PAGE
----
New - and Controversial - Perspectives on the Elderly

By Ronald Preston. Ronald Preston is a freelance writer from New Hampshire. | The Christian Science Monitor, March 18, 1996 | Go to article overview

New - and Controversial - Perspectives on the Elderly


Ronald Preston. Ronald Preston is a freelance writer from New Hampshire., The Christian Science Monitor


AGING AND OLD AGE

By Richard A. Posner

University of Chicago Press

363 pp., $29.95

American society is growing older every year. What increasing ranks of elderly people should do and what society should do for them in terms of Social Security, Medicare, and even assisted suicide have become huge issues. The effort to bring such issues into focus for policymakers is extremely difficult and almost always controversial.

"Aging and Old Age," by Richard A. Posner, chief justice of the Seventh US Court of Appeals, is one important attempt at such clarification, despite the fact that many will not agree with a number of his premises. Judge Posner brings extraordinary range to his subject. He is a seminal if controversial thinker on legal matters because of his sometimes single-minded economic analysis of the law. His reputation for looking imaginatively and originally at societal issues increasingly coming before the courts is substantiated by this book.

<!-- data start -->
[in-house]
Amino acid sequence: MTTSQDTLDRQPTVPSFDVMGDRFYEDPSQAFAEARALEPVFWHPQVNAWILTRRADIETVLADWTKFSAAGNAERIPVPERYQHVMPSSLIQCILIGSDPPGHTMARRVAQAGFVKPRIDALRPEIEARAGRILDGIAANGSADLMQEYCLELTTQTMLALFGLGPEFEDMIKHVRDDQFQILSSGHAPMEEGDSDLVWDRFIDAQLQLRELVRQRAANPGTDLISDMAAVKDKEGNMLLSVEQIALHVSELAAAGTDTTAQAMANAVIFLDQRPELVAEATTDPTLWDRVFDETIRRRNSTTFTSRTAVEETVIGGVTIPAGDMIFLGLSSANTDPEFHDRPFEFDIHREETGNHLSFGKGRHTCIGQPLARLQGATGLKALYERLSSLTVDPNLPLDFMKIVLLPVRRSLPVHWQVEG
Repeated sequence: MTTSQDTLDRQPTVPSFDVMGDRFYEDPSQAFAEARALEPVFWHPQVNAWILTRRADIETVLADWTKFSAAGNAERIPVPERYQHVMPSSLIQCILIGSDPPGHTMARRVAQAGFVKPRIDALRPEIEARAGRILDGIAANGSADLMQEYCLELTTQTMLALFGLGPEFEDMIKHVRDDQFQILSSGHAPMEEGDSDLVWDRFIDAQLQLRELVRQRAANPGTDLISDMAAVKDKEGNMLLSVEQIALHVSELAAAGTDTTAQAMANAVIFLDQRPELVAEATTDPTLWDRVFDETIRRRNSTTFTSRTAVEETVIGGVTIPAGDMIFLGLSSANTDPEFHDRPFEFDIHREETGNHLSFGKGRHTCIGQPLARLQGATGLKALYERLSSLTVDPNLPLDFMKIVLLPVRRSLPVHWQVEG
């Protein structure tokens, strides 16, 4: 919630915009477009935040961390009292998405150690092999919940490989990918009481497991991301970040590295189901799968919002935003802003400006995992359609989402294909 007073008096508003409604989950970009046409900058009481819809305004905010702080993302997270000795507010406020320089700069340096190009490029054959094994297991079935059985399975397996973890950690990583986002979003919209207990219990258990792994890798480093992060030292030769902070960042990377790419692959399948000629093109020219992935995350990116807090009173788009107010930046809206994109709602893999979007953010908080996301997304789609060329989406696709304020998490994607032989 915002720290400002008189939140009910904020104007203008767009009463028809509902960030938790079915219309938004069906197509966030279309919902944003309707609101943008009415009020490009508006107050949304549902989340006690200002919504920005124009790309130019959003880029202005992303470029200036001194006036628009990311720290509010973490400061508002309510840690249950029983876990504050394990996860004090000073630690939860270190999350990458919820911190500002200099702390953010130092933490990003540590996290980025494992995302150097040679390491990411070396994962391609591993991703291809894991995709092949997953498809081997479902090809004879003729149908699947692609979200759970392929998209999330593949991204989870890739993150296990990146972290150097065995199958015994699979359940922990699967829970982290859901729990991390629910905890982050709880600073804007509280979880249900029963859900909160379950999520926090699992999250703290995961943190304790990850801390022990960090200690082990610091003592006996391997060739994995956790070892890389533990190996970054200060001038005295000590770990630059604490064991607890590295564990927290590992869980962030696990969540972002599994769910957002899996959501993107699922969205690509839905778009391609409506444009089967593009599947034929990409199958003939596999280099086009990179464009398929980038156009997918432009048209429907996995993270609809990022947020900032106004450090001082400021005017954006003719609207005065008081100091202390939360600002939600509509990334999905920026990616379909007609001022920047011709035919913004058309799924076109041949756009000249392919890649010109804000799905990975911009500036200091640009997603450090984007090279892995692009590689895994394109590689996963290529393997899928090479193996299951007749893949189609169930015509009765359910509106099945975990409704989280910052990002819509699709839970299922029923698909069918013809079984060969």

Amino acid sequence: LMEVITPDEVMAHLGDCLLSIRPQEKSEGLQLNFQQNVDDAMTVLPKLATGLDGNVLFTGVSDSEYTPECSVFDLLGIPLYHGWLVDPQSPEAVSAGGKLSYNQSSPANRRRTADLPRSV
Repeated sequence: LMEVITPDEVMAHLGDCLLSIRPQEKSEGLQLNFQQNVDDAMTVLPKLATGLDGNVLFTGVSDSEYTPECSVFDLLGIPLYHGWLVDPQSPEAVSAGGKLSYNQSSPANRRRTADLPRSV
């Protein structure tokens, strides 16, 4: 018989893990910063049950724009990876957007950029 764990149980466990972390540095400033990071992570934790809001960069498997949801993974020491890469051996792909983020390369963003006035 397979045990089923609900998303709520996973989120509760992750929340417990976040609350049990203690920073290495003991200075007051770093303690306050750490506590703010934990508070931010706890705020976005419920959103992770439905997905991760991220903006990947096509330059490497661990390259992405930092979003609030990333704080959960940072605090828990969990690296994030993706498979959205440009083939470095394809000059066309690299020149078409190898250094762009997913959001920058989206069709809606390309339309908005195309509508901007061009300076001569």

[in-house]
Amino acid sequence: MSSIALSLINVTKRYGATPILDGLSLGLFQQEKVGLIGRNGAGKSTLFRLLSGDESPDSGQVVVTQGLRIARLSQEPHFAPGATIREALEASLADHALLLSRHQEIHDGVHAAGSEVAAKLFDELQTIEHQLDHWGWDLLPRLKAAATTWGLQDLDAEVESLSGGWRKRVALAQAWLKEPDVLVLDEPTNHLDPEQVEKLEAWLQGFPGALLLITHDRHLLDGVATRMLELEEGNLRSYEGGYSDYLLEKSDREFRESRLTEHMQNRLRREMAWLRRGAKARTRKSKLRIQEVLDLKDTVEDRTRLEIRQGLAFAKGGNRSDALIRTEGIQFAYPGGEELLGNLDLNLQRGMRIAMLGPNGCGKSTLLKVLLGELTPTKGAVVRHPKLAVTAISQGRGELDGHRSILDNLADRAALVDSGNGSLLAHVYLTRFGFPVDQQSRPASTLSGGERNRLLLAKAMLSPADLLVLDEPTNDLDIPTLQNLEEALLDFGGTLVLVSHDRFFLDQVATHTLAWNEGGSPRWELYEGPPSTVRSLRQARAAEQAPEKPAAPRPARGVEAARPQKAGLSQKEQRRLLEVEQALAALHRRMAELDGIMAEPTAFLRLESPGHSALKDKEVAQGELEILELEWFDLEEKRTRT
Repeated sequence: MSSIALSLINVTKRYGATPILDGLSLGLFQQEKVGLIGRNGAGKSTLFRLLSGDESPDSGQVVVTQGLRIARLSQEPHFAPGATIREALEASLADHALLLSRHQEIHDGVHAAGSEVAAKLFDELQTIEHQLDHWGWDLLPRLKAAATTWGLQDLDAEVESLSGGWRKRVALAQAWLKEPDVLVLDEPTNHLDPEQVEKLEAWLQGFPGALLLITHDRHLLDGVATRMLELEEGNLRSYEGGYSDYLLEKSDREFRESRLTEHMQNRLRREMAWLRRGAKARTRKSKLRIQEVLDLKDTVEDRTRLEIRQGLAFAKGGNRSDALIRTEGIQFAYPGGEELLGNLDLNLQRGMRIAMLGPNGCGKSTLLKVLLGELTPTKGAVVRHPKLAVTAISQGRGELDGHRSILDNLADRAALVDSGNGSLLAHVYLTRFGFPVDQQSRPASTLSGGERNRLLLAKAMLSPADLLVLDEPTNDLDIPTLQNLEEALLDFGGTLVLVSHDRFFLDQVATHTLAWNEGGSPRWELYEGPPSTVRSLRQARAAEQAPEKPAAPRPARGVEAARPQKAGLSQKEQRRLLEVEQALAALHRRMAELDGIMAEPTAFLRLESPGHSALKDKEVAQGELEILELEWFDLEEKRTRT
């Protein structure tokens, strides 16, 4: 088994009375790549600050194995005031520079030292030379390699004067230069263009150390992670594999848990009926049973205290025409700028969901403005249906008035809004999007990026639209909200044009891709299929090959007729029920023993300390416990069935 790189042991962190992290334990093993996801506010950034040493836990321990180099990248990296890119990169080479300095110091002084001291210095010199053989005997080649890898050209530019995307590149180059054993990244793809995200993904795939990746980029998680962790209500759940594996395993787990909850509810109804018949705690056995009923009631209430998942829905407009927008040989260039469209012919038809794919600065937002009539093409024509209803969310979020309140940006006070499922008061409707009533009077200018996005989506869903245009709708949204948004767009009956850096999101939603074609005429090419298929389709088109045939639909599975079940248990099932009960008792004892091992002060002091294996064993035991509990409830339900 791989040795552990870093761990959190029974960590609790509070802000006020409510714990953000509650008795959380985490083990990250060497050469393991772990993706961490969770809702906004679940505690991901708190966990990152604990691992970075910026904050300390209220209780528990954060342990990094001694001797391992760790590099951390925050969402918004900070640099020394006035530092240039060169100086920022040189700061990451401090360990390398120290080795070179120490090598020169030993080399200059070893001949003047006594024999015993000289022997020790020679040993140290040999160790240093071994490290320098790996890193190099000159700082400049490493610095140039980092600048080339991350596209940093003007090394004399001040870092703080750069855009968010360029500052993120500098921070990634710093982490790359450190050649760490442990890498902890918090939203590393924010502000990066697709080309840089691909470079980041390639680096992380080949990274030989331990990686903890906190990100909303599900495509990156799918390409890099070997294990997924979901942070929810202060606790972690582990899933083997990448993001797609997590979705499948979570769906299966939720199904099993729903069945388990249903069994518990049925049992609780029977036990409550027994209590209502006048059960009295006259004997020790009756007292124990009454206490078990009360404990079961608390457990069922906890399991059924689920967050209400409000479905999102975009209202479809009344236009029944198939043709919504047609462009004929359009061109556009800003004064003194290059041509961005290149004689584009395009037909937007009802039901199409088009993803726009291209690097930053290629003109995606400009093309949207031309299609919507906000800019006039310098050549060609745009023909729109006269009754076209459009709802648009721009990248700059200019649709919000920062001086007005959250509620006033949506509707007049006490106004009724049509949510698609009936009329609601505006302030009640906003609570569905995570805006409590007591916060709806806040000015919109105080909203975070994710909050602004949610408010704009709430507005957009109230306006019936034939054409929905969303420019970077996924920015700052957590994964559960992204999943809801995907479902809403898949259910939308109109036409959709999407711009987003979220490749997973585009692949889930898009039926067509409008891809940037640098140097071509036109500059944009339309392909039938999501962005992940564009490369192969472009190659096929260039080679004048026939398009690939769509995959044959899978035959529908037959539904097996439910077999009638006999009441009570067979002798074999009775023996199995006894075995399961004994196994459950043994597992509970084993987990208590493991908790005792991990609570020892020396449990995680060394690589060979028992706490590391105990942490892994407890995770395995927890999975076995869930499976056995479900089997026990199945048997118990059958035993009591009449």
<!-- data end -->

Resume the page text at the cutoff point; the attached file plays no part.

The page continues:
As if rotating a crystal, Posner takes aging and looks at it from every secular angle. Starting with Aristotle, he brings to his subject philosophy, economics, history, literature, social sciences, medicine, and the law. Posner clearly states his premises then methodically constructs his arguments, turning his observations round and round until each facet has an encapsulating paragraph.

The writing is not terribly technical, but it is dry. Readers will be impressed with the author's judicial thoroughness. One learns small facts. The suicide rate of older Americans grew in the 1980s even as their prosperity grew. Seniors are more likely to vote, but they are also more likely to avoid jury duty.

One also learns broad concepts. More stable societies tend to venerate the old more since their knowledge is more relevant to current realities. The more financially emancipated old people are, the less parents instill filial devotion in their children, and the less the grown children want their parents living with them. …

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